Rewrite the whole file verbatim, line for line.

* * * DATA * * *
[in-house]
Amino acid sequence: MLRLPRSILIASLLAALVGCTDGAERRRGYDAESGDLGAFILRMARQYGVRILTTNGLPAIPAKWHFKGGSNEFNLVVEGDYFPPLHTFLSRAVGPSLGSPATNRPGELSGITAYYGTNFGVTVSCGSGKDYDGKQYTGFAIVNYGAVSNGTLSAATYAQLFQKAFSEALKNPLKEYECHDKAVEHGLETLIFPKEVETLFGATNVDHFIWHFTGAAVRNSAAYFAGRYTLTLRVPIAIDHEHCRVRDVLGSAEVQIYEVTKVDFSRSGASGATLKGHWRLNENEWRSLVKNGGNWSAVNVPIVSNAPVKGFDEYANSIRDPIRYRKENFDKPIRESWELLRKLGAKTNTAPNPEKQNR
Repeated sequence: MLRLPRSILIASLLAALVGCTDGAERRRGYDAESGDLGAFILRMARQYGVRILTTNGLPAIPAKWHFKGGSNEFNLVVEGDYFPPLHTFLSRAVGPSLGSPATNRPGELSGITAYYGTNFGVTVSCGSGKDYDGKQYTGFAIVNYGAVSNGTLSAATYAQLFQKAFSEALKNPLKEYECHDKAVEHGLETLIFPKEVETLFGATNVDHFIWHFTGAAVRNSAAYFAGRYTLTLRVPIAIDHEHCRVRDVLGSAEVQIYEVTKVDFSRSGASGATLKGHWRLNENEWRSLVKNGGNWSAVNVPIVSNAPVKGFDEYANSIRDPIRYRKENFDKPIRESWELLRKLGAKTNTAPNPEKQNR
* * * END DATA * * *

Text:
[in-house]
Amino acid sequence: MLRLPRSILIASLLAALVGCTDGAERRRGYDAESGDLGAFILRMARQYGVRILTTNGLPAIPAKWHFKGGSNEFNLVVEGDYFPPLHTFLSRAVGPSLGSPATNRPGELSGITAYYGTNFGVTVSCGSGKDYDGKQYTGFAIVNYGAVSNGTLSAATYAQLFQKAFSEALKNPLKEYECHDKAVEHGLETLIFPKEVETLFGATNVDHFIWHFTGAAVRNSAAYFAGRYTLTLRVPIAIDHEHCRVRDVLGSAEVQIYEVTKVDFSRSGASGATLKGHWRLNENEWRSLVKNGGNWSAVNVPIVSNAPVKGFDEYANSIRDPIRYRKENFDKPIRESWELLRKLGAKTNTAPNPEKQNR
Repeated sequence: MLRLPRSILIASLLAALVGCTDGAERRRGYDAESGDLGAFILRMARQYGVRILTTNGLPAIPAKWHFKGGSNEFNLVVEGDYFPPLHTFLSRAVGPSLGSPATNRPGELSGITAYYGTNFGVTVSCGSGKDYDGKQYTGFAIVNYGAVSNGTLSAATYAQLFQKAFSEALKNPLKEYECHDKAVEHGLETLIFPKEVETLFGATNVDHFIWHFTGAAVRNSAAYFAGRYTLTLRVPIAIDHEHCRVRDVLGSAEVQIYEVTKVDFSRSGASGATLKGHWRLNENEWRSLVKNGGNWSAVNVPIVSNAPVKGFDEYANSIRDPIRYRKENFDKPIRESWELLRKLGAKTNTAPNPEKQNR